A modest industrial recovery is under way
After last month’s shock, the Index of Industrial Production numbers for November suggested that things were not so bad in industry after all.
In October, the general index had declined by 4.2 per cent, while its manufacturing component went down by an even more alarming 7.6 per cent.
Of course, many observers saw this as an aberration, rather than the beginning of a sharp downturn.
This view has been vindicated by the latest release, which shows the overall index growing by 3.8 per cent year-on-year, almost making up for the previous month’s fall. Manufacturing, however, grew by only three per cent, nowhere near compensating for November’s decline.
Electricity, comprising about 10 per cent of the index, was the star performer, growing by 10 per cent year-on-year.
For the first eight months of the current year, then, industrial production grew by 2.2 per cent, significantly faster than the 0.1 per cent growth during April-November 2013. Manufacturing grew by 1.1 per cent, better but not by much than the -0.4 per cent in the April-November period of 2013.
Looking at the relative performance across industries, garments at close to 20 per cent and motor vehicles at about 18 per cent were the fastest growing sectors.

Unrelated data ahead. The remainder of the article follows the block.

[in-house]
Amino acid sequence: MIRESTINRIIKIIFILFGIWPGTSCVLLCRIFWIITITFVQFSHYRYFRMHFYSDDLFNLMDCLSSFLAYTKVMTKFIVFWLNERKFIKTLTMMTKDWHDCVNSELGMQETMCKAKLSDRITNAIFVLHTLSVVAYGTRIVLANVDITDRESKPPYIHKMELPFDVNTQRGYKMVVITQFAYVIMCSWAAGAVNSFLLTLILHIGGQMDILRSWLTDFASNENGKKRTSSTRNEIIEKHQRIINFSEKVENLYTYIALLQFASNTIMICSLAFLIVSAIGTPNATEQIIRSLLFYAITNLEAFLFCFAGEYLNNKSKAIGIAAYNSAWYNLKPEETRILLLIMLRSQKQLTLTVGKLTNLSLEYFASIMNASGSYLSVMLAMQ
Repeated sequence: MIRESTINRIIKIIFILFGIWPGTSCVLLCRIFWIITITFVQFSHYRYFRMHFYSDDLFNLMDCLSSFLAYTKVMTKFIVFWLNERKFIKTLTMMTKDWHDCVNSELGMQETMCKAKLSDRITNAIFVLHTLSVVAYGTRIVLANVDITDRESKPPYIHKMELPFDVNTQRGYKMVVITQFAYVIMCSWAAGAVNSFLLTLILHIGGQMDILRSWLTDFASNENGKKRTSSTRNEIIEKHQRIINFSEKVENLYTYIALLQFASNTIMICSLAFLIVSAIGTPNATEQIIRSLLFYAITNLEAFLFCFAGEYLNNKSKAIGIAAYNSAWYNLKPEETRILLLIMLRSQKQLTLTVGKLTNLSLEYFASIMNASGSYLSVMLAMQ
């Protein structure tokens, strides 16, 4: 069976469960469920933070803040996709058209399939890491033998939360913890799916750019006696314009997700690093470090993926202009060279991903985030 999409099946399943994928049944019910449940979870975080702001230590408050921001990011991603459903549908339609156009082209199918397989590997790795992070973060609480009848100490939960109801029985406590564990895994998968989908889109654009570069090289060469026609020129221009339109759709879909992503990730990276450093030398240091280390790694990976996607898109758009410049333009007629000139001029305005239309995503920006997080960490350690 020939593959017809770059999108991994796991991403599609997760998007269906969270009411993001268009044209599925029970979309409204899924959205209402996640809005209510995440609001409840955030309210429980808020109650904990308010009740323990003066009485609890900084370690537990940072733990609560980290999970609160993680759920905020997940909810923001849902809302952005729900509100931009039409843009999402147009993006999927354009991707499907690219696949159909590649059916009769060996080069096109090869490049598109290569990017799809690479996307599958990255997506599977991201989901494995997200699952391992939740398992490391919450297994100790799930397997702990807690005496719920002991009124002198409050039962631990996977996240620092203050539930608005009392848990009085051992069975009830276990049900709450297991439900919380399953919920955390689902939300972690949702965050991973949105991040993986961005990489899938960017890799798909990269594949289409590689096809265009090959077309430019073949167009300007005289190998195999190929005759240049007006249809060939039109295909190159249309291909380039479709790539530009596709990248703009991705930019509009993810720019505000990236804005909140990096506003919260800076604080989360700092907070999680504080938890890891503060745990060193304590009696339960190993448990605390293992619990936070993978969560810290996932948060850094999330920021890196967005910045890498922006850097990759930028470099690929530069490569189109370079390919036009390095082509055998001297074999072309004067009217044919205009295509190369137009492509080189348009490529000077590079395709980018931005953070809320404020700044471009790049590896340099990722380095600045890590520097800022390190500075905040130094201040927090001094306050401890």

Sectors that typically reflect the business cycle, like metals and cement, also showed relatively steady growth of between six and seven per cent, as they have been doing for some months now.
The big negative impacts, like last month, came from a 60 per cent decline in radio, TV and communication equipment, again presumably reflecting the closure of the Nokia plant in Tamil Nadu -- this, however, may not be the only reason as Nokia production cutbacks had begun taking place some months prior to October and November – and a 26 per cent decline in office, accounting and computing machinery.
From the use-based perspective, while capital goods provided a reasonably reassuring picture, growing by about seven per cent in November and five per cent in the April-November period, consumer durables have consistently been bringing up the rear. Production declined by almost 15 per cent in November, taking the decline for the eight-month period to almost 16 per cent.
The main message from these numbers is that there appears to be a modest industrial recovery under way, notwithstanding the occasional gut-wrenching month.
While a two per cent growth rate is clearly not something to shout from the rooftops about, the maintenance of a relatively consistent rate over the past few months reinforces confidence that the upturn is sustaining.
The real problem is in the unevenness across sectors.
Even discounting the communication equipment pattern, several sectors continue to show either very low or negative growth rates.
On the positive side, the uptick in motor vehicles and, to an extent, machinery and their spillover into basic and fabricated metal products indicates a firm foundation to the recovery.
The consumer durables story, as negative as it currently is, could be seen as reflecting postponement of purchases, which will be positively impacted by moderating consumer inflation.
This, in turn, is being driven by falling fuel prices and stabilising food prices, both contributing to discretionary spending power for consumers.
However, the headroom is likely to be limited.
The real constraint on accelerating growth remains infrastructure and it is not going to be dealt with in a hurry.